Yanks are so annoying
As a Scot of 46yrs I’ve never seen a tomato with cheese on it. Beans aren’t s scottiah thing either but have crept up on us from England.
A full Scottish should be bacon, egg, tattie scone, lorne (square) sausage, haggis possibly and maybe even clootie dumpling (rare these days but superb) and black pudding. The Isle did Lewis is games for its black pudding. Occasionally you might even get white pudding.
Try haggis and square sausage on a morning roll white brown sauce.
PS There’s a saying here “In Germany there’s a sausage on every corner and in Scotland, there’s a corner on every sausage.”
That sounds more like what I’d call a PROPER Scottish breakfast 🙂
I’ll agree on that one. I’ve never had a Scottish brekkie and came on here to find out what it was. But apart from the porridge (which we do still eat in England) this sounded like an English brekkie. Loved the comment about the weetabix though and beans. Oh and yes we have proper bacon here not the hard scratchy stuff Americans call bacon. We call that stuff streaky bacon 🥓. So funny the cultural differences though. A great read. Oh and the ‘hay bales’ taste way better with milk, some people even have hot milk with them. 😂
if you were a man i’d say lightweight, you need the black pudding, lorne sausage too, however ladies are allowed to avoid the luxury of ‘black pudding ‘whilst still partaking of the lorne sausage.
Thanks for the memories, Liz. I too bought a toast rack on one of my trips to Scotland. I love crisp dry toasts, the way the Scott’s serve it. I never did get up the nerve to try black pudding though. One morning we were served duck eggs. I can’t wait for your piece about Scottish tea time.
Your description is spot on, Yvonne: the toast is generally served dry, not buttered. And Scots are quite happy to eat it cold. Love to hear more about the duck eggs!
While visiting Scotland, I was served kippers for breakfast. Upon the first mouthful, I’m sure I must have had an odd look on my face when the Scottish woman across the table from me leaned forward and said, ” You can eat the bones sweetie”.
Ooh aye, Pat! Kippers are also served for breakfast in some places. LOVE the woman’s comment. A perfect example of how helpful the Scots can be.
My Scottish husband says he’s never seen grilled tomatoes in a “fry up” with a cheese topping. Also porridge is usually a separate breakfast–one or the other, not both. When my husband came to the US to visit me before we were married he asked why Americans had cheese on everything. An exaggeration but I told him it’s because it tastes so good! He says you must have stayed at a very posh B&B!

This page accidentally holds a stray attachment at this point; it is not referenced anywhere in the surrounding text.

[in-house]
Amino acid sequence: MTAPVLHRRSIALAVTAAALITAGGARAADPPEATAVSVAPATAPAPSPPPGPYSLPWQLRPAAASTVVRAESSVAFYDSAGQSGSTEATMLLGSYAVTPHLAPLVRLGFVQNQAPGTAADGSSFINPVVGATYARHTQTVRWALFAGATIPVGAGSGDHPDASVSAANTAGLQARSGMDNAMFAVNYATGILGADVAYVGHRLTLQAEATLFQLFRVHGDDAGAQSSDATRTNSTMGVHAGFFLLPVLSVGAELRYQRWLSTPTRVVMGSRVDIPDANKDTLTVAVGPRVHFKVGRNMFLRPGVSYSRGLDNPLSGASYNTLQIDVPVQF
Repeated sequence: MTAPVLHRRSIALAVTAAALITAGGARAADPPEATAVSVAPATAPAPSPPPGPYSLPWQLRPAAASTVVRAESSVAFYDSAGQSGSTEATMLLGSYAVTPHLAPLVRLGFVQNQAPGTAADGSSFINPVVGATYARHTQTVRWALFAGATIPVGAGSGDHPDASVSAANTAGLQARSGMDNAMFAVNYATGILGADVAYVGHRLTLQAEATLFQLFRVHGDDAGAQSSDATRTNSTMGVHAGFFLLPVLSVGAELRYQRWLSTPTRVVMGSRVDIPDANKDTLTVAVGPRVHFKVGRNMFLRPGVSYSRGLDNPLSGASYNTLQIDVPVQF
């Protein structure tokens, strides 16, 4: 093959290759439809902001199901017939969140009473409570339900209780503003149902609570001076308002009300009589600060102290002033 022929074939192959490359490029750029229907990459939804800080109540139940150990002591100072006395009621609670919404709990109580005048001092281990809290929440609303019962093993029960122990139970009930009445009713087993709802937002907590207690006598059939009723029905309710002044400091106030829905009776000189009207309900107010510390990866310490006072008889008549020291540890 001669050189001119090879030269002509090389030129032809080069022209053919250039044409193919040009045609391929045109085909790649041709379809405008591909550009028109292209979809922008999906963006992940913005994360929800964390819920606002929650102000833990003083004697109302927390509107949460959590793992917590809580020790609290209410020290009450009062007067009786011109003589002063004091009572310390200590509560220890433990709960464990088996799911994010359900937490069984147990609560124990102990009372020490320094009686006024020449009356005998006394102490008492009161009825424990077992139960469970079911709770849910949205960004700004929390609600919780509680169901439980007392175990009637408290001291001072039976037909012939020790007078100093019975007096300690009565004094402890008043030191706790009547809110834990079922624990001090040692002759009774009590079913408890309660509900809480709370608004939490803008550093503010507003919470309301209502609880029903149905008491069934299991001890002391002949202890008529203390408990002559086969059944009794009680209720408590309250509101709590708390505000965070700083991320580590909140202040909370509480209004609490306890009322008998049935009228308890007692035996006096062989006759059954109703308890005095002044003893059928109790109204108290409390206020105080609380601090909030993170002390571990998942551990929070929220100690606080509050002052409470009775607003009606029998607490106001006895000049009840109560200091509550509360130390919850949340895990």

Thanks for sharing your husband’s perspective, Janet. As it happens, I’ve been served grilled tomatoes with a sprinkling of Parmesan cheese on my breakfast plate dozens of times in Scotland, Other times they were indeed served plain (though I’m like you: bring on the cheese!). And porridge certainly can be a stand-alone dish, though many lodging places offer it in addition to the cooked breakfast. (If I do both, it’s a very small bowl indeed!) I’ve stayed in more than 100 B&Bs and small inns all over Scotland, and believe me, not all of them were posh. ;>) I’ve lodged at working sheep farms, single rooms over a pub in the countryside, and a back bedroom in a house where the teenager who last slept there left for Uni an hour before I arrived! So, I’ve seen a good sampling of Scottish tourist accommodations over the last 16 years. That’s the view I’m trying to bring on MyScottishHeart.com. Thank you for stopping by!
Folk can be so rude! I’m visiting from North Carolina, USA, and eating what my hotel bills as a Scottish breakfast. I was thrilled to be served Haggis pudding instead of black pudding, which I did try in London. I love haggis in any form! I didn’t know about the triangular “thing” being a potato scone, so thanks! On my porridge I had cranberries! And I found a variety of cheese calling my name!
Dear Liz , as we ser there’s a lot of moods about Scottish breakfast. But one thing that we cannot forget is hunger and poverty. This was a land with great difficulties, where a lot of people suffer from exploitation and British dominion. I wish well Great Scotland and to you too, dear Liz.
Liz, we were served duck eggs at a very small B&B on the Isle of Mull. As I remember, they tasted like hen eggs to us. We were the only guests and the lady of the house even gave me a picture she painted of some woods near her home. I framed it and hung it in my dining room and it is one of my prized possessions. We loved B&Bs because most owners are friendly and helpful and we liked seeing their homes. One lady outside Blair Atholl even insisted on making us a supper as there were no eating places open. She picked fresh tomatoes and lettuce from her garden for salad and served delicious soup. For breakfast she made drop scones, which are like silver dollar pancakes served with homemade jam she made the night before. (I got to go into her kitchen and watch!) She sent us on our way with what she called a “play piece,” something kids eat with their hands and take to school for lunch. More drop scones and jam! Her husband taught us the Scottish way to pronounce my husband’s name. It is Lamont, with the accent on the first syllable, not the second, as we say it. More like La-munt. Love your books, love your blog, love how you interact with fans, love your love of Scotland, love YOU, Liz!